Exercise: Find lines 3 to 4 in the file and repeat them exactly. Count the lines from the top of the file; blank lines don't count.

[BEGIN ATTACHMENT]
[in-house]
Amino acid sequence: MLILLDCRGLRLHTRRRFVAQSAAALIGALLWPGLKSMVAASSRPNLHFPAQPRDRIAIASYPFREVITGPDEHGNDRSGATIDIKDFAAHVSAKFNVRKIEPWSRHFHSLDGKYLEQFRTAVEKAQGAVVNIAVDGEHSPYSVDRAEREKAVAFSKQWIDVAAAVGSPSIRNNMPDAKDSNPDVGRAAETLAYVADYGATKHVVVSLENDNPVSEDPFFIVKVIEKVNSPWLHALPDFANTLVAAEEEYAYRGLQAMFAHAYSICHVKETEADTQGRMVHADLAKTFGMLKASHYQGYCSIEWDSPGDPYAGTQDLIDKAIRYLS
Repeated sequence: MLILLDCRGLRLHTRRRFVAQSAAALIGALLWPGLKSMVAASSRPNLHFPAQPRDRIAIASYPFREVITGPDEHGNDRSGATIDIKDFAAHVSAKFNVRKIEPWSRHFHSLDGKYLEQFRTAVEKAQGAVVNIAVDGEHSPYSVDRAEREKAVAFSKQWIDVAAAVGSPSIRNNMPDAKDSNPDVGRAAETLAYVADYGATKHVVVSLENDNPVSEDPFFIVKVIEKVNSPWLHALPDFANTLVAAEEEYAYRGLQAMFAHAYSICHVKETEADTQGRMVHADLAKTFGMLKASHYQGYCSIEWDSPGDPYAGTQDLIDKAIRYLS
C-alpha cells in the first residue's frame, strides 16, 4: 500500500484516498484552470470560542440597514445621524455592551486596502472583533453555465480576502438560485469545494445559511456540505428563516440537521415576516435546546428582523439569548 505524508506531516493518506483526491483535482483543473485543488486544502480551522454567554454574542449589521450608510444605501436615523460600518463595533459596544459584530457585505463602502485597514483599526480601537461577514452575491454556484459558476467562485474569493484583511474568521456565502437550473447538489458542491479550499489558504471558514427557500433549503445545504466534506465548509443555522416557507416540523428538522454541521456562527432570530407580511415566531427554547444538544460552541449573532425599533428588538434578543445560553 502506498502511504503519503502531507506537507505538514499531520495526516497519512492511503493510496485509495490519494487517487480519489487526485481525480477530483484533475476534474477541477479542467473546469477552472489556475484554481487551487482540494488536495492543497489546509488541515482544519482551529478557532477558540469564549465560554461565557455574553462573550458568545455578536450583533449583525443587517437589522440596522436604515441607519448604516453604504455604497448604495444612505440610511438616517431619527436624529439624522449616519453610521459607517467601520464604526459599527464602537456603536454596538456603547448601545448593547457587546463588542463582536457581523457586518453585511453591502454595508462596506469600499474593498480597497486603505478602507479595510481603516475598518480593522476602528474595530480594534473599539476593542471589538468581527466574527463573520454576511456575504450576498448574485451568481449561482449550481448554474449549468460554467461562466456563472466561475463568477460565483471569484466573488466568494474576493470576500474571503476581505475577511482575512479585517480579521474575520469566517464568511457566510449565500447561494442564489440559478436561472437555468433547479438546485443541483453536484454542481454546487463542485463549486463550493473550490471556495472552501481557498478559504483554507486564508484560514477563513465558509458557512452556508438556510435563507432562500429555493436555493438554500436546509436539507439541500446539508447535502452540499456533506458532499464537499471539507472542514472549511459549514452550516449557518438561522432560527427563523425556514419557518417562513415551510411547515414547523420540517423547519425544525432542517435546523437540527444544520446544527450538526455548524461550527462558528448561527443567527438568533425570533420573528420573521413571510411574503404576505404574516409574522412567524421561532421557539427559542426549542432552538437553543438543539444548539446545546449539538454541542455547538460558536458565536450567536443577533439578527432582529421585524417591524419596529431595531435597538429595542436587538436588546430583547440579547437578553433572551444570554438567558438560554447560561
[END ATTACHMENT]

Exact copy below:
Repeated sequence: MLILLDCRGLRLHTRRRFVAQSAAALIGALLWPGLKSMVAASSRPNLHFPAQPRDRIAIASYPFREVITGPDEHGNDRSGATIDIKDFAAHVSAKFNVRKIEPWSRHFHSLDGKYLEQFRTAVEKAQGAVVNIAVDGEHSPYSVDRAEREKAVAFSKQWIDVAAAVGSPSIRNNMPDAKDSNPDVGRAAETLAYVADYGATKHVVVSLENDNPVSEDPFFIVKVIEKVNSPWLHALPDFANTLVAAEEEYAYRGLQAMFAHAYSICHVKETEADTQGRMVHADLAKTFGMLKASHYQGYCSIEWDSPGDPYAGTQDLIDKAIRYLS
C-alpha cells in the first residue's frame, strides 16, 4: 500500500484516498484552470470560542440597514445621524455592551486596502472583533453555465480576502438560485469545494445559511456540505428563516440537521415576516435546546428582523439569548 505524508506531516493518506483526491483535482483543473485543488486544502480551522454567554454574542449589521450608510444605501436615523460600518463595533459596544459584530457585505463602502485597514483599526480601537461577514452575491454556484459558476467562485474569493484583511474568521456565502437550473447538489458542491479550499489558504471558514427557500433549503445545504466534506465548509443555522416557507416540523428538522454541521456562527432570530407580511415566531427554547444538544460552541449573532425599533428588538434578543445560553 502506498502511504503519503502531507506537507505538514499531520495526516497519512492511503493510496485509495490519494487517487480519489487526485481525480477530483484533475476534474477541477479542467473546469477552472489556475484554481487551487482540494488536495492543497489546509488541515482544519482551529478557532477558540469564549465560554461565557455574553462573550458568545455578536450583533449583525443587517437589522440596522436604515441607519448604516453604504455604497448604495444612505440610511438616517431619527436624529439624522449616519453610521459607517467601520464604526459599527464602537456603536454596538456603547448601545448593547457587546463588542463582536457581523457586518453585511453591502454595508462596506469600499474593498480597497486603505478602507479595510481603516475598518480593522476602528474595530480594534473599539476593542471589538468581527466574527463573520454576511456575504450576498448574485451568481449561482449550481448554474449549468460554467461562466456563472466561475463568477460565483471569484466573488466568494474576493470576500474571503476581505475577511482575512479585517480579521474575520469566517464568511457566510449565500447561494442564489440559478436561472437555468433547479438546485443541483453536484454542481454546487463542485463549486463550493473550490471556495472552501481557498478559504483554507486564508484560514477563513465558509458557512452556508438556510435563507432562500429555493436555493438554500436546509436539507439541500446539508447535502452540499456533506458532499464537499471539507472542514472549511459549514452550516449557518438561522432560527427563523425556514419557518417562513415551510411547515414547523420540517423547519425544525432542517435546523437540527444544520446544527450538526455548524461550527462558528448561527443567527438568533425570533420573528420573521413571510411574503404576505404574516409574522412567524421561532421557539427559542426549542432552538437553543438543539444548539446545546449539538454541542455547538460558536458565536450567536443577533439578527432582529421585524417591524419596529431595531435597538429595542436587538436588546430583547440579547437578553433572551444570554438567558438560554447560561